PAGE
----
Dealing with Bipolar Disorder: Self Monitoring for Relapse Prevention

16th October 2023

Dealing with Bipolar Disorder: Self Monitoring for Relapse Prevention

In addition to psyhcoeducation, self-monitoring strategies are an important element of successful self help. Did you suffer from burn-out or depression that eventually led to symptoms of bipolar disorder. Then, get to the root of the problem; ask yourself, what led to burnout? What contributed to depression?

If you sense those same feelings coming on anew, emotions or loss of energy, then stop, pause and reevaluate. Why are you experiencing burnout or depression again? Can you make adjustments to lighten your load, even if that might be a temporary adjustment? What support can you get to help you through this potential crisis?

Through self-monitoring and by continually making adjustments, you can achieve your goal of recovery.

If you feel signs of mania becoming manifest, whether you yourself recognize it, or someone else brings it to your attention, again, stop, pause, contemplate, evaluate. Why are symptoms of mania reappearing? What is the cause? What can you do to make immediate adjustments to fend off a potential crisis? This method has been effective for many in staving off potential relapses, and towards recovery from and even remission of bipolar disorder and its symptoms.

Dealing with Bipolar Disorder: Mindfulness and Meta-Cognition Can Contribute to Greater Self-Insight

Often, we may be so enmeshed in his thoughts and feelings that we have a difficult time perceiving our own behavior. It may be compared to a fish that does not know what water is. With little to compare to the experience of mania alternating with depression, we can find it difficult to see ourselves as others do. It can be difficult to modify, then, our behavior and activity towards a more balanced level. Mindfulness, then, regarding shifts in moods, thoughts and behavior must be cultivated.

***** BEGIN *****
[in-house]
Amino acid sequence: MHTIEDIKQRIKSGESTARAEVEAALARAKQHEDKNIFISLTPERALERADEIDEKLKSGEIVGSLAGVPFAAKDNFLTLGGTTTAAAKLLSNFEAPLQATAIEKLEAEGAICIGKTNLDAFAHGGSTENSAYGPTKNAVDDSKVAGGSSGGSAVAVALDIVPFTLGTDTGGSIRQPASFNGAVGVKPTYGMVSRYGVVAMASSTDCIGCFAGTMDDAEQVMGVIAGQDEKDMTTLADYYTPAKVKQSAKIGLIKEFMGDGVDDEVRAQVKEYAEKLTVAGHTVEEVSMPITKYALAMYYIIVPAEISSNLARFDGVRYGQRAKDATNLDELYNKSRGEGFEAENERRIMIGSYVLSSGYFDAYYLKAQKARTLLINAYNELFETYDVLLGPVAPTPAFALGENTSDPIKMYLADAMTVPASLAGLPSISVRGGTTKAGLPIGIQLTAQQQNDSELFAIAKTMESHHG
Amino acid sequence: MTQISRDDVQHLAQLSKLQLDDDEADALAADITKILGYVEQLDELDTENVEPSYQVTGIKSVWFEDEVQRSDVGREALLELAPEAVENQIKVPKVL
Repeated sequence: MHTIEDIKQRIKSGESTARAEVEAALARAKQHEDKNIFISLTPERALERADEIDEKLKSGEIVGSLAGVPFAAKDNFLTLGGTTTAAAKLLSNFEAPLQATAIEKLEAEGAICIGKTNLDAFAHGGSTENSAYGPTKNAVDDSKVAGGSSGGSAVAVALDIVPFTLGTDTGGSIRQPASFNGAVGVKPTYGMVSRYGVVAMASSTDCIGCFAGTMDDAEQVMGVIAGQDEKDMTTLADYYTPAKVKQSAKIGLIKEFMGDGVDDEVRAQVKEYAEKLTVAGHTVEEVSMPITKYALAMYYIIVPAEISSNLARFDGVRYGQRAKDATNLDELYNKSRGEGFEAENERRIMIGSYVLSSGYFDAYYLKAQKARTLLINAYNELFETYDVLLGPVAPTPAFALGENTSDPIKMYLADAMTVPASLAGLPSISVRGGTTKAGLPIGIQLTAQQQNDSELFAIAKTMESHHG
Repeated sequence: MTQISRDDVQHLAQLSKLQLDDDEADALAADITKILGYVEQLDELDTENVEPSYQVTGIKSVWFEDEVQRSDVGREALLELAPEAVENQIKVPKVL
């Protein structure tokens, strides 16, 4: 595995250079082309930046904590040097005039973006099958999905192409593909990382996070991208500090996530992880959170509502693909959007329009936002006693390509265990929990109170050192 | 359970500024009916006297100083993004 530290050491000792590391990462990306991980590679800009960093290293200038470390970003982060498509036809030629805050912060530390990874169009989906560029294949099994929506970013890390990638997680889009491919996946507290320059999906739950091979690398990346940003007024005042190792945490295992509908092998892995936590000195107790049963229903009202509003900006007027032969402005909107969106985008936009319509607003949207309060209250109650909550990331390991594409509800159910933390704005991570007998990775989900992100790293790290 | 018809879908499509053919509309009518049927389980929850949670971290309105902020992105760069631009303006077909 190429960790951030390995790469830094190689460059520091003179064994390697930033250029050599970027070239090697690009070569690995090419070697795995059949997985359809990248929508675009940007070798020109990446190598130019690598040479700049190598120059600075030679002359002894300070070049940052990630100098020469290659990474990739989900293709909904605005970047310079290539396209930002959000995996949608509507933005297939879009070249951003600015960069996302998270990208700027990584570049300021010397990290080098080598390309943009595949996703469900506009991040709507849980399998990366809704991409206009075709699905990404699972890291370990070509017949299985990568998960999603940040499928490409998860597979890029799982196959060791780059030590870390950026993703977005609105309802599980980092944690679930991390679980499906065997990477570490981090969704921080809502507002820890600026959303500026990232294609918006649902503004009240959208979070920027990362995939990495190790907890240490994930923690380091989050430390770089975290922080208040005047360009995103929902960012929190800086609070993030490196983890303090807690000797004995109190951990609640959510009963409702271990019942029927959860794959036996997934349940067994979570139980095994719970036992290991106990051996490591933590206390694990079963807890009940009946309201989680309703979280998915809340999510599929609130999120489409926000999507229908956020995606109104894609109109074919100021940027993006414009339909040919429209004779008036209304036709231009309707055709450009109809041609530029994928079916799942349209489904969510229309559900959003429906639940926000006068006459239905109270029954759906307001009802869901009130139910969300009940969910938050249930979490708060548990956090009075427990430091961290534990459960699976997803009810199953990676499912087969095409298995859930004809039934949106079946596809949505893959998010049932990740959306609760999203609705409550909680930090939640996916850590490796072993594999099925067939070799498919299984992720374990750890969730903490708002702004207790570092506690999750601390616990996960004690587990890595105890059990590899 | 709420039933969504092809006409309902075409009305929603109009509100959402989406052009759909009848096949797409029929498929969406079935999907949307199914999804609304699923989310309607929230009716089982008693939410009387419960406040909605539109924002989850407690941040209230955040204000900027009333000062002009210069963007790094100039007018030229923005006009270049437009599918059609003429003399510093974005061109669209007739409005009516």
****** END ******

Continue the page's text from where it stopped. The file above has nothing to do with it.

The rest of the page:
Thinking about thinking, or meta-cognition, is an important skill to develop with anyone with symptoms related to bipolar disorder. Support of friends and family, then, can be of much help. That takes humility on our part, as we make adjustments in response to feedback from others. Others who are close to us, might be more objective than we ourselves our, and accepting feedback can be an essential part of long-term recovery.

How to and How not to Provide Feedback to those living with Bipolar Disorder, for Relapse Prevention

Those offering feedback, need to be careful not to be hyper-critical, or look for signs that may or may not be there. If offering feedback on a loved one’s mental state, avoid using the label "bipolar" as a weapon or in name-calling. This can be hurtful and create a defensive, rather than constructive response.

Additionally, some find more success in providing feedback on the specific symptom or behavior, rather than addressing everything in terms of the label, or “your illness,” or “the illness”. That puts things out of the control of the individual, and can be demeaning. Recognize the individual as an individual with their strong and weak points, and try to provide support, constructive help and insight.

Living with Bipolar Disorder: Self-Monitoring Strategies Contribute to Lower Relapse Rate